How Huygens gets reflection and refraction (technical)


One of the great successes of the ray model of light is the fact that it explained theoretically the well known and documented principles of reflection and refraction:

  • Reflection: When a ray of light hits a mirror it reflects back so that the angle of incidence as measured from the perpendicular is equal to the angle of reflection.
  • Refraction: (Snell's law) When a light ray passes into a different medium, it changes its angle according to the rule 

$$n_1 \sin{\theta_1} = n_2 \sin{\theta_2} $$
  where $n_1$ and $n_2$ are measurable parameters of each medium.

If Huygens can't explain how these results also arise in his models, it's dead in the water. Fortunately, he can. However, because of all the wavelets in Huygens' model, following the result is a bit tricky. The way to get it is to tell the story of what happens and follow the mechanism a step at a time. But you'll soon see why people preferred Newton's ray method to this one!

1. The setup

We'll start with a incoming line of pulses — like the wave coming in on the beach as shown on the page Huygens' principle -- the math. Let's imagine that we are consider a sheet of electromagnetic wave pulse (light) coming through air and encountering a volume of water. A 2D sketch of this is shown in the figure at the right. The air is shown as yellow, the water as blue, and the direction of motion of the wave pulse is shown by the arrows.

Imagine the surface of the water is made up of rows of water atoms. (Actually — electrons within the water atoms.) 

  • When the pulse of electric field reaches each atom (shown as a purple dots in the boundary between the two regions), it will shake it. That shaken atom will then cause a spherical wave to propagate outward from it.
  • Because the wave is coming in at an angle, each atom in the surface is not shaken at the same time. The ones at the left get hit first, the ones at the right last.

From our experience with still water (and jigsaw puzzles of New England lakes), we know that the surface of the water acts like a mirror for at least some of the light. From our experience swimming under water and seeing people standing by the side of the pool, we know that at least some of the light gets into the water from the air. So we can consider what happens to the outgoing ripples created by the vibrating atoms by light coming in from the air on both sides of the boundary. 

The picture describing the situation is shown below. It's quite complex and has a lot of features! Let's consider it just a piece at a time.

First note that it shows the direction of the incoming wave by black arrows (corresponding to the "rays of light") and the incoming wavefront by the solid black line perpendicular to the arrows.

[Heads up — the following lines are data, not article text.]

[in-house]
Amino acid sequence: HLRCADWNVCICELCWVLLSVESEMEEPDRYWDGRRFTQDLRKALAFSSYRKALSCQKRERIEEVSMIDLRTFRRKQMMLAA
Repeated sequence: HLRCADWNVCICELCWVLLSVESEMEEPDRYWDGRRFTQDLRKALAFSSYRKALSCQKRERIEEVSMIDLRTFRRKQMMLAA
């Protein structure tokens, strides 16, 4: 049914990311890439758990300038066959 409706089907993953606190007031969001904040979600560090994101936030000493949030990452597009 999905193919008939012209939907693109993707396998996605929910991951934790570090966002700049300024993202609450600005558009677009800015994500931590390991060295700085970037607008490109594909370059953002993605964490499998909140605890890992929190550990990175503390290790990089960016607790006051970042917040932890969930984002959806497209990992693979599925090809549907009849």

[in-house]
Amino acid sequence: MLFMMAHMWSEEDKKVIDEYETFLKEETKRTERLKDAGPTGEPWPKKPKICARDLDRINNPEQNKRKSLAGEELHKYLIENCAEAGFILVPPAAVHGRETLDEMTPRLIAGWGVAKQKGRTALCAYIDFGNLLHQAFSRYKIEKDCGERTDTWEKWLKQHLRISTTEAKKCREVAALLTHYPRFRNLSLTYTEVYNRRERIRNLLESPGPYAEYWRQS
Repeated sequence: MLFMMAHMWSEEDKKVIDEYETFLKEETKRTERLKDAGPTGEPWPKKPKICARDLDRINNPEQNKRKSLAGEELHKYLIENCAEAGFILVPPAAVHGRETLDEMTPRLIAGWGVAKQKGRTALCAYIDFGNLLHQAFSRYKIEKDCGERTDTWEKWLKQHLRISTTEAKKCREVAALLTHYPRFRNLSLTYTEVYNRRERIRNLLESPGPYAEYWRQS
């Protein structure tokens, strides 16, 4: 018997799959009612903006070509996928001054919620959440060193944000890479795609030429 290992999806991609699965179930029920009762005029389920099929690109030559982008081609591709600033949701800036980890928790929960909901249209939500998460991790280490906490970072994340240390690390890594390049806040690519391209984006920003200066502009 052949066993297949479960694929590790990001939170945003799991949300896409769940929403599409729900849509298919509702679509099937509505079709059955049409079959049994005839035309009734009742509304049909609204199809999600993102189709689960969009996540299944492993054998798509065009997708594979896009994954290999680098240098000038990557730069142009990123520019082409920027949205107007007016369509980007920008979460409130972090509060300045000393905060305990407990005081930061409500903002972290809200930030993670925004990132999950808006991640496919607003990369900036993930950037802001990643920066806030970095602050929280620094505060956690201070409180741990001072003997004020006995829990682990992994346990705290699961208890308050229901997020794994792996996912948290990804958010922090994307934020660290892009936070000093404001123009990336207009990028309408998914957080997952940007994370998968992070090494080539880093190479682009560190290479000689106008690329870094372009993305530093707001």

Let's first look at what the wiggling atoms produce above the boundary. This is light back in the original region (air), so it corresponds to reflection.

When each atom is struck by the incoming wave, it vibrates, producing an outgoing circle that grows with the speed of light in air. (Since we are only looking in the region above the boundary, these are really semi-circles.)

Since the atom at the farthest left was struck first, the circle it produced is the largest. Since the atom just to the left of the center was the most recent one struck, the circle around it is the smallest. A bunch of intermediate circles are shown.

Pulling out the incoming wavefront and the outgoing wavefront and drawing the perpendicular from the farthest end of each wavefront to the surface gives the diagram below.

The wavefronts are drawn with heavier lines: the incoming one in black , the reflected one in blue. 

First focus on the incoming wavefront, line AB (in black). The normal to the wavefront (black arrow) indicating the direction a ray would be coming, is at an angle $\theta_{inc}$ to the normal to the surface. We draw the perpendicular, CB, from the right end of the wavefront to the surface to form a triangle ABC.

Now look at the outgoing (reflected) wavefront, DB (in blue), drawn to have the same length as AB. The position of D is determined by how far the wavelet from the surface traveled from the time it was started to the time shown. Since that wavelet is a circle, and since it must be tangent to the new wavefront (by how the new wavefront is defined), the line from D to the initiating atom must be perpendicular to the outgoing wavefront. This determines the position E. 

But since the time for the wavelet to get as far as it has must be the same as the time from the far end of the incoming wavefront to make it to the surface, distances a and b must be the same. Since we drew the incoming and outgoing wavefronts to be the same length, triangles ABC and ADE are similar. Therefore all the angles are the same and $\theta_{inc}$ must be equal to $\theta_{ref}$ or the angle of incidence equals the angle of reflection.

Phew! That's the kind of tricky geometrical argument one needed to show the result. But once you know that Huygens can also get it (even if the argument is more complex), the fact that Newton gets the reflection rule no longer serves as an argument to prefer Newton over Huygens when deciding what's "really" happening.

Now let's consider refraction, which turns out to be the more interesting and important result.



Article 730
Last Modified: July 5, 2019